Mattheij had noticed that bulk, unsorted bricks sell for something like €10/kilogram, whereas sets are roughly €40/kg and rare parts go for up to €100/kg. Much of the value of the bricks is in their sorting. If he could reduce the entropy of these bins of unsorted bricks, he could make a tidy profit. While many people do this work by hand, the problem is enormous—just the kind of challenge for a computer. Mattheij writes:

There are 38000+ shapes and there are 100+ possible shades of color (you can roughly tell how old someone is by asking them what lego colors they remember from their youth).

In the following months, Mattheij built a proof-of-concept sorting system using, of course, LEGO. He broke the problem down into a series of sub-problems (including "feeding LEGO reliably from a hopper is surprisingly hard," one of those facts of nature that will stymie even the best system design). After tinkering with the prototype at length, he expanded the system to a surprisingly complex system of conveyer belts (powered by a home treadmill), various pieces of cabinetry, and "copious quantities of crazy glue."

Here's a video showing the current system running at low speed:

The key part of the system was running the bricks past a camera paired with a computer running a neural net-based image classifier. That allows the computer (when sufficiently trained on brick images) to recognize bricks and thus categorize them by color, shape, or other parameters. Remember that as bricks pass by, they can be in any orientation, can be dirty, can even be stuck to other pieces. So having a flexible software system is key to recognizing—in a fraction of a second—what a given brick is, in order to sort it out. When a match is found, a jet of compressed air pops the piece off the conveyer belt and into a waiting bin.

After much experimentation, Mattheij rewrote the software (several times in fact) to accomplish a variety of basic tasks. At its core, the system takes images from a webcam and feeds them to a neural network to do the classification. Of course, the neural net needs to be "trained" by showing it lots of images, and telling it what those images represent. Mattheij's breakthrough was allowing the machine to effectively train itself, with guidance: Running pieces through allows the system to take its own photos, make a guess, and build on that guess. As long as Mattheij corrects the incorrect guesses, he ends up with a decent (and self-reinforcing) corpus of training data. As the machine continues running, it can rack up more training, allowing it to recognize a broad variety of pieces on the fly.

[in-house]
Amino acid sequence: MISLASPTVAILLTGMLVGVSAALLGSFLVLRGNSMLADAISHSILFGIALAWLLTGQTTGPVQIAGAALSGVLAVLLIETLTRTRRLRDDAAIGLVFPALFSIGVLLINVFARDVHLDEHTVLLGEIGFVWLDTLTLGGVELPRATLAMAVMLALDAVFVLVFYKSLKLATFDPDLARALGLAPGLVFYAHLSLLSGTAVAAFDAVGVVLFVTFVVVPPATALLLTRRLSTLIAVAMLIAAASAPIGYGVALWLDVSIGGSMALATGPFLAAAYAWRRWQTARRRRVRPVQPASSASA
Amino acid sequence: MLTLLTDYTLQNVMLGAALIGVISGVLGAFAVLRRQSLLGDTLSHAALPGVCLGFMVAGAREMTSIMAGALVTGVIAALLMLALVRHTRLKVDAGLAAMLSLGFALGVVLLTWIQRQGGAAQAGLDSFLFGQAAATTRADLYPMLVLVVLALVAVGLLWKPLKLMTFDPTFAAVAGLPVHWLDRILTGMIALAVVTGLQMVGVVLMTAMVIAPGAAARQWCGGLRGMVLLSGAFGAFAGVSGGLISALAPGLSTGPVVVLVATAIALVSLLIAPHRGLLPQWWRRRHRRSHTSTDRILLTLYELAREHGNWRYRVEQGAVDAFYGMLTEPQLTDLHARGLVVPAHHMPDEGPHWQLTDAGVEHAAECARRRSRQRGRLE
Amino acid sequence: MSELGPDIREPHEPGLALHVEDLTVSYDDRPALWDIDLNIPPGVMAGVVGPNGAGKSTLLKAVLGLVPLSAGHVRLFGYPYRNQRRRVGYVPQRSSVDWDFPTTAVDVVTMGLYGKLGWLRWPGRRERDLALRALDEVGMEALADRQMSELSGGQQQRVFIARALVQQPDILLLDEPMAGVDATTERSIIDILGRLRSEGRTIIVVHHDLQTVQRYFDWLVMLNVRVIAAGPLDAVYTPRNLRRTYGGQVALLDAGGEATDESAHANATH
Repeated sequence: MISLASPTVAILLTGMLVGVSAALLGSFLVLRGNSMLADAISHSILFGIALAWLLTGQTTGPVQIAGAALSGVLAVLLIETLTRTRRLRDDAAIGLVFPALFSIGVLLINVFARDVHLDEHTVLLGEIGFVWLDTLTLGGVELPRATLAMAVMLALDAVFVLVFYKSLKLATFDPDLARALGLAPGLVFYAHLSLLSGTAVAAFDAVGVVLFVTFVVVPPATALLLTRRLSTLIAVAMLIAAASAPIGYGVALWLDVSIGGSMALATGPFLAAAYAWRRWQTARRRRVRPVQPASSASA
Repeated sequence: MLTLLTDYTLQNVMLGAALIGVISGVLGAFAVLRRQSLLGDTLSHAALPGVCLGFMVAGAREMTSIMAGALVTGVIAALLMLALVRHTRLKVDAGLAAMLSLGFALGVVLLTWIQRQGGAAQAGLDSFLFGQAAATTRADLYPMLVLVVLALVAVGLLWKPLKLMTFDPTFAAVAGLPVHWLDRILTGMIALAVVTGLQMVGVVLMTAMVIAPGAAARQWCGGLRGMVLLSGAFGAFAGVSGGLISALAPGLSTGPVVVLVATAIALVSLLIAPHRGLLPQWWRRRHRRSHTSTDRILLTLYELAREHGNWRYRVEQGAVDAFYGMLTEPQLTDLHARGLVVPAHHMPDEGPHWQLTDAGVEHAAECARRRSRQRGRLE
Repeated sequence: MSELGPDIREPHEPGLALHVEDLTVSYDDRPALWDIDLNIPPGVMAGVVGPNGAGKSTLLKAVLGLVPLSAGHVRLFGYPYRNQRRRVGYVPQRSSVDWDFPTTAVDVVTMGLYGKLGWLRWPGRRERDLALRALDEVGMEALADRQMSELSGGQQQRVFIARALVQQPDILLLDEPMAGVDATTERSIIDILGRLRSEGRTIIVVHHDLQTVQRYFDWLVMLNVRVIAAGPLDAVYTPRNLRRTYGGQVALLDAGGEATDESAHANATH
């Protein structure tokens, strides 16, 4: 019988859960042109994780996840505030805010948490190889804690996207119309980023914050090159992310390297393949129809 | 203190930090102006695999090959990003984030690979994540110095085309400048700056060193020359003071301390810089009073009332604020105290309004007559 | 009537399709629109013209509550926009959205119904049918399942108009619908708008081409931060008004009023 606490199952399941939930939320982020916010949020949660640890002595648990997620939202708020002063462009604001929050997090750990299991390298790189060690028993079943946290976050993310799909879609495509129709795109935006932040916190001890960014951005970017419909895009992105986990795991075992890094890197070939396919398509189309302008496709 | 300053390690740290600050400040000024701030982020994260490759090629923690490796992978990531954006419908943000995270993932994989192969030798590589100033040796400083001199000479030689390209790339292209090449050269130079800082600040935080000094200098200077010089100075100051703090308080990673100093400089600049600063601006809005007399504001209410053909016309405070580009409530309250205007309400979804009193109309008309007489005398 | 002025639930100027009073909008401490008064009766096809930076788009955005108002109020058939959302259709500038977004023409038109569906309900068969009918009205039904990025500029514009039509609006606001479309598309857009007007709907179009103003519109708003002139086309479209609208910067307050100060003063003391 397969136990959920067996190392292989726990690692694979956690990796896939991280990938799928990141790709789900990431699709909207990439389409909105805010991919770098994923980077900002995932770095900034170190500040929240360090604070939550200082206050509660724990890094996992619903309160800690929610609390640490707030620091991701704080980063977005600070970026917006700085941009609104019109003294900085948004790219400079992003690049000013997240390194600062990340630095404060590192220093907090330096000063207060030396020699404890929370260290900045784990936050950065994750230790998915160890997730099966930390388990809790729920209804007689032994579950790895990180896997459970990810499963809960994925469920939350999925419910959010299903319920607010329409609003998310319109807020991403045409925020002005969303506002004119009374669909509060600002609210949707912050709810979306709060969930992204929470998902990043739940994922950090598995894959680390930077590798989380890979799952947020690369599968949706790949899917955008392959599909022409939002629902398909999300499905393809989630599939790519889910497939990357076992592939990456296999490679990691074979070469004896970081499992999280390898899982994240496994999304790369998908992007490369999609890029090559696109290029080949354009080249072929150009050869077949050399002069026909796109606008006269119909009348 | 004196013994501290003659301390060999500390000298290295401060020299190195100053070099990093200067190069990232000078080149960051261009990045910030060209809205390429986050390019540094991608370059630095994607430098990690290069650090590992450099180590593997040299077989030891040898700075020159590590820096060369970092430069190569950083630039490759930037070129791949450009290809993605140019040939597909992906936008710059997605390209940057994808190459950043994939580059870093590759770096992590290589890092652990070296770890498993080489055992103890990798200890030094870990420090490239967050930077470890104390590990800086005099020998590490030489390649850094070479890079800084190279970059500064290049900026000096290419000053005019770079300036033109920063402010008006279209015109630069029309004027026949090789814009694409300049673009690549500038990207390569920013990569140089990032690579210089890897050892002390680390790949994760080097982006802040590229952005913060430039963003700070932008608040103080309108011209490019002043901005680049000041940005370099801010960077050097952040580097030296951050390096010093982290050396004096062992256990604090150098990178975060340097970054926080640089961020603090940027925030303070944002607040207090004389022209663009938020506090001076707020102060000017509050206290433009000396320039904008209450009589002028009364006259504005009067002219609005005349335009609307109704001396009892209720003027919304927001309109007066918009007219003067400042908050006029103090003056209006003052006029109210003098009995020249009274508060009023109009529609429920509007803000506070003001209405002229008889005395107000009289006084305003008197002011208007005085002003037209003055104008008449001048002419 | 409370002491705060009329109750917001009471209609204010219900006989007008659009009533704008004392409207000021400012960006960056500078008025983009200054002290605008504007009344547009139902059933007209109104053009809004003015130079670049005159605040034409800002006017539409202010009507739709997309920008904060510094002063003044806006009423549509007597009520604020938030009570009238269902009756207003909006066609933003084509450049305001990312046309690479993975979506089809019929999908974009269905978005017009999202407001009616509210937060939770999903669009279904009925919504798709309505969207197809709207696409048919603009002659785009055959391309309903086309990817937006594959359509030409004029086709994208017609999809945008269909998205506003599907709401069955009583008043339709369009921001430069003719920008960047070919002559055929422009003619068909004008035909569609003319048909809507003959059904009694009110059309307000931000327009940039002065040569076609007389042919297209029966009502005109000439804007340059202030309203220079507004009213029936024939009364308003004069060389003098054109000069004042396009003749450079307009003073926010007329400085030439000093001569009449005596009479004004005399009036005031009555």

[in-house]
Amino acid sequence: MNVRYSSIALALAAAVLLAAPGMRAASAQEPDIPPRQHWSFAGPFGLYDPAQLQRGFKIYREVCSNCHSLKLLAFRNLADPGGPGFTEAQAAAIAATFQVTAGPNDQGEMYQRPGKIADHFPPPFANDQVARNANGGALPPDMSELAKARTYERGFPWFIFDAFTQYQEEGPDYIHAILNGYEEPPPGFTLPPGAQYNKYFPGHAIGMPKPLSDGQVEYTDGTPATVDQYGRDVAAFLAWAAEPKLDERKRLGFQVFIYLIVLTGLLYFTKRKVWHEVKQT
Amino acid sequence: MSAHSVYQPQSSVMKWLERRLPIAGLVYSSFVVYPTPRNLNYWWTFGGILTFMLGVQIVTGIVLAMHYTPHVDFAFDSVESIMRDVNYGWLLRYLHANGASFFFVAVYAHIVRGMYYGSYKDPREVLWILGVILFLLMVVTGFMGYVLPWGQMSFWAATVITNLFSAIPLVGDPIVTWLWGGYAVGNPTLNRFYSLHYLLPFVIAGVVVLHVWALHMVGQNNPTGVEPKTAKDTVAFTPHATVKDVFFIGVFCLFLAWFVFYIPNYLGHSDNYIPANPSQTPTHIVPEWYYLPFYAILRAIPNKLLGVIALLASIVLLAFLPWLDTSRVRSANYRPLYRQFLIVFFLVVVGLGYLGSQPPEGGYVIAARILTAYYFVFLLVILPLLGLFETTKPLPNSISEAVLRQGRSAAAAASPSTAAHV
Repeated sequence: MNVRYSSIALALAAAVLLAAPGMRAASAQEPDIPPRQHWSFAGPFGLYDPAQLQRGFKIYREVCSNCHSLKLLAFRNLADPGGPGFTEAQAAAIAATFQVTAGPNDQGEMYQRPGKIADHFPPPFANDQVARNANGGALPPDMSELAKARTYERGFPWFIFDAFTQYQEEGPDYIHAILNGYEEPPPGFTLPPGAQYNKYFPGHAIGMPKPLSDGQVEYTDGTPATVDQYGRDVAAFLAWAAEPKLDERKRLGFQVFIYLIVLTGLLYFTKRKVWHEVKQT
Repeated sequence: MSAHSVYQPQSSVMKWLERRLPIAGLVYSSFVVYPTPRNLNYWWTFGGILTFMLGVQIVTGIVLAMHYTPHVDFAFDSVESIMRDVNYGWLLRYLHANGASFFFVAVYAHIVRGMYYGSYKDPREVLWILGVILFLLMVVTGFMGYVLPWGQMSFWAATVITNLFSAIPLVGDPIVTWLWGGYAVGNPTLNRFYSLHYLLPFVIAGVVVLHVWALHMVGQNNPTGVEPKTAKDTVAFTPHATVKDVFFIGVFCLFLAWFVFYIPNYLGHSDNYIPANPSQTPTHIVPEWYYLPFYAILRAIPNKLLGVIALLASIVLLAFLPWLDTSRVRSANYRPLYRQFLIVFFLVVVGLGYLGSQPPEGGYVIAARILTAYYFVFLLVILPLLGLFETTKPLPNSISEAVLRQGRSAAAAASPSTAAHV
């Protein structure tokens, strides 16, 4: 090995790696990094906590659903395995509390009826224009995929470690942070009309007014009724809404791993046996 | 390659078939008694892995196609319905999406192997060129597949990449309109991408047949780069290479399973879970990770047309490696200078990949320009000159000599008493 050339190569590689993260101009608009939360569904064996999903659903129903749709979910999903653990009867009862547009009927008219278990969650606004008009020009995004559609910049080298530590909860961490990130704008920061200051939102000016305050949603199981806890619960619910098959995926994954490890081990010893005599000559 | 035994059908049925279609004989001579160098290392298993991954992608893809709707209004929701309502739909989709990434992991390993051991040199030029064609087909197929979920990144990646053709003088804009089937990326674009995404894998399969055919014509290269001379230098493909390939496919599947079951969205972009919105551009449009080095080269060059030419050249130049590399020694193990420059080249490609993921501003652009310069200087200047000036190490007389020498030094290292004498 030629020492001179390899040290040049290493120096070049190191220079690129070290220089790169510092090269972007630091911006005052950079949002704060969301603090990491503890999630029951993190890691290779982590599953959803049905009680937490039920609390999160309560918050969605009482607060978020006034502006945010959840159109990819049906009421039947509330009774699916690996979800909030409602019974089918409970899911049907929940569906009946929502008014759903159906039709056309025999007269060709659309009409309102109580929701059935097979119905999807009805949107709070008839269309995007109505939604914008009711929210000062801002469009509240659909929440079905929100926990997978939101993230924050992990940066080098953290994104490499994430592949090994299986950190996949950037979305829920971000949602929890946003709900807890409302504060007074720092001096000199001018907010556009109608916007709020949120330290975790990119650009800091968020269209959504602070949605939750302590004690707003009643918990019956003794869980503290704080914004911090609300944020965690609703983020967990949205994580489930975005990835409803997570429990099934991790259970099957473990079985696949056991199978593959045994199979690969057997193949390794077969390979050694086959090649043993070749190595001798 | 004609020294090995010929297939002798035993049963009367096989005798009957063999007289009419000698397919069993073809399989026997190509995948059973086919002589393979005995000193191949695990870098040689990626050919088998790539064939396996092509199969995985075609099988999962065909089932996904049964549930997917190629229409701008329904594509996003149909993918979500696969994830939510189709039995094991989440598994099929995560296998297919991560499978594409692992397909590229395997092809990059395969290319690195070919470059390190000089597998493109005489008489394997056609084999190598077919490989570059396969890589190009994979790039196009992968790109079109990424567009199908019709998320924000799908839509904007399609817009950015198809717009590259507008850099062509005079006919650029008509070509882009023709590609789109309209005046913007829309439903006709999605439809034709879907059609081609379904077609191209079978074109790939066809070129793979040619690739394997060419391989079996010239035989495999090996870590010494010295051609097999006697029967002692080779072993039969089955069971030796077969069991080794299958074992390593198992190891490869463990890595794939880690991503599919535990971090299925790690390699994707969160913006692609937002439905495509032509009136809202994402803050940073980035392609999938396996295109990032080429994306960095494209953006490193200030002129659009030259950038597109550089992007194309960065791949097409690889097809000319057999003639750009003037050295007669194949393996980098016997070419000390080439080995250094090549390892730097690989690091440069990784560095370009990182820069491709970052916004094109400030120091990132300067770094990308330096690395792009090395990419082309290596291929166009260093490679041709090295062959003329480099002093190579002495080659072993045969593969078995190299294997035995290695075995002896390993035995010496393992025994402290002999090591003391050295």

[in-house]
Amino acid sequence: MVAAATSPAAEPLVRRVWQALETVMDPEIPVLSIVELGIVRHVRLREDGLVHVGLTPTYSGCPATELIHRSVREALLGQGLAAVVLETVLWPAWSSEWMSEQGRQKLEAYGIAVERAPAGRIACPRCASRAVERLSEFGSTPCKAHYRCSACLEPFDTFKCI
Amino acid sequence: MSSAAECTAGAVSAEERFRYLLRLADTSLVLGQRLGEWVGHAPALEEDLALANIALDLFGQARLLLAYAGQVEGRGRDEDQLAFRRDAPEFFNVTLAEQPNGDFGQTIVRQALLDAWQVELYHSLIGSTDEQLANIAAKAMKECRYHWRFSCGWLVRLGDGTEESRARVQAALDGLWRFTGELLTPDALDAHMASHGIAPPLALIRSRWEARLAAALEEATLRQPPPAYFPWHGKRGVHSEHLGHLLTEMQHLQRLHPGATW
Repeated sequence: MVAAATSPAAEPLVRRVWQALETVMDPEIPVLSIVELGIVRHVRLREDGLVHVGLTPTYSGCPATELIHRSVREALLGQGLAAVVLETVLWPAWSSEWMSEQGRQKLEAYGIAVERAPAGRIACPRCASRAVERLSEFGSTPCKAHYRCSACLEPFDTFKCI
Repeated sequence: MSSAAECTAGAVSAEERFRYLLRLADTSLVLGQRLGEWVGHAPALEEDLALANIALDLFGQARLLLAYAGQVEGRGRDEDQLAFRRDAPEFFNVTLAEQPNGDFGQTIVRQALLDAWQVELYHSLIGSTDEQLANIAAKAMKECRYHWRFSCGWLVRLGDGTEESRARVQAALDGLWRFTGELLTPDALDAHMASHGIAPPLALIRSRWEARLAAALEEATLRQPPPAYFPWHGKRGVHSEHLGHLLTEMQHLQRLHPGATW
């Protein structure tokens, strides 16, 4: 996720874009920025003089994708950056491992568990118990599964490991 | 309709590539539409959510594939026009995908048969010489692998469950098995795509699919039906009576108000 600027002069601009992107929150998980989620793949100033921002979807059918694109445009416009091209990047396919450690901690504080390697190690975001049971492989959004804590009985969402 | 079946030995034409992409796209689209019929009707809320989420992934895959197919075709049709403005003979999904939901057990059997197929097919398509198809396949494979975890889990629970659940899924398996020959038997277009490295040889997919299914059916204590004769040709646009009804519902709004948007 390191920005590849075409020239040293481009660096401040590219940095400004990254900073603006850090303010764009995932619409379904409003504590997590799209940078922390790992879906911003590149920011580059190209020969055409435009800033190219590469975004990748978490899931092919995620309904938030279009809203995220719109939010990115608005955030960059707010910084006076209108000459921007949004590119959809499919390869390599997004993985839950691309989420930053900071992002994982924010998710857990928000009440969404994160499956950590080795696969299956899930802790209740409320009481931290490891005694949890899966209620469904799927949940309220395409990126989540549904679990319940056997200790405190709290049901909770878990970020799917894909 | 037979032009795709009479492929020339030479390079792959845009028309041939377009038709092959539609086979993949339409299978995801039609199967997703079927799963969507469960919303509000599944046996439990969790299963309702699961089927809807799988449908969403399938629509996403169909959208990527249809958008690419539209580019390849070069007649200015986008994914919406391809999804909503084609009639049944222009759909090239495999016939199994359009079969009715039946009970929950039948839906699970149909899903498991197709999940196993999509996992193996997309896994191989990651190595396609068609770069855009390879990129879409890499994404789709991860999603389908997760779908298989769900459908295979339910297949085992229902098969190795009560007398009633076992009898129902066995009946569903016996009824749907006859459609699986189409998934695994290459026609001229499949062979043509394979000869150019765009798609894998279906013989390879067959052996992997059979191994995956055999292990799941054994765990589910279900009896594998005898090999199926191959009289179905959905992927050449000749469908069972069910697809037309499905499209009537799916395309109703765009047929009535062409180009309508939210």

Here's another video, focusing on how the pieces move on conveyer belts (running at slow speed so puny humans can follow). You can also see the air jets in action:

In an email interview, Mattheij told Mental Floss that the system currently sorts LEGO bricks into more than 50 categories. It can also be run in a color-sorting mode to bin the parts across 12 color groups. (Thus at present you'd likely do a two-pass sort on the bricks: once for shape, then a separate pass for color.) He continues to refine the system, with a focus on making its recognition abilities faster. At some point down the line, he plans to make the software portion open source. You're on your own as far as building conveyer belts, bins, and so forth.

Check out Mattheij's writeup in two parts for more information. It starts with an overview of the story, followed up with a deep dive on the software. He's also tweeting about the project (among other things). And if you look around a bit, you'll find bulk LEGO brick auctions online—it's definitely a thing!

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Nick Briggs/Comic Relief
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What Happened to Jamie and Aurelia From Love Actually?
May 26, 2017
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Nick Briggs/Comic Relief

Fans of the romantic-comedy Love Actually recently got a bonus reunion in the form of Red Nose Day Actually, a short charity special that gave audiences a peek at where their favorite characters ended up almost 15 years later.

One of the most improbable pairings from the original film was between Jamie (Colin Firth) and Aurelia (Lúcia Moniz), who fell in love despite almost no shared vocabulary. Jamie is English, and Aurelia is Portuguese, and they know just enough of each other’s native tongues for Jamie to propose and Aurelia to accept.

A decade and a half on, they have both improved their knowledge of each other’s languages—if not perfectly, in Jamie’s case. But apparently, their love is much stronger than his grasp on Portuguese grammar, because they’ve got three bilingual kids and another on the way. (And still enjoy having important romantic moments in the car.)

In 2015, Love Actually script editor Emma Freud revealed via Twitter what happened between Karen and Harry (Emma Thompson and Alan Rickman, who passed away last year). Most of the other couples get happy endings in the short—even if Hugh Grant's character hasn't gotten any better at dancing.

[h/t TV Guide]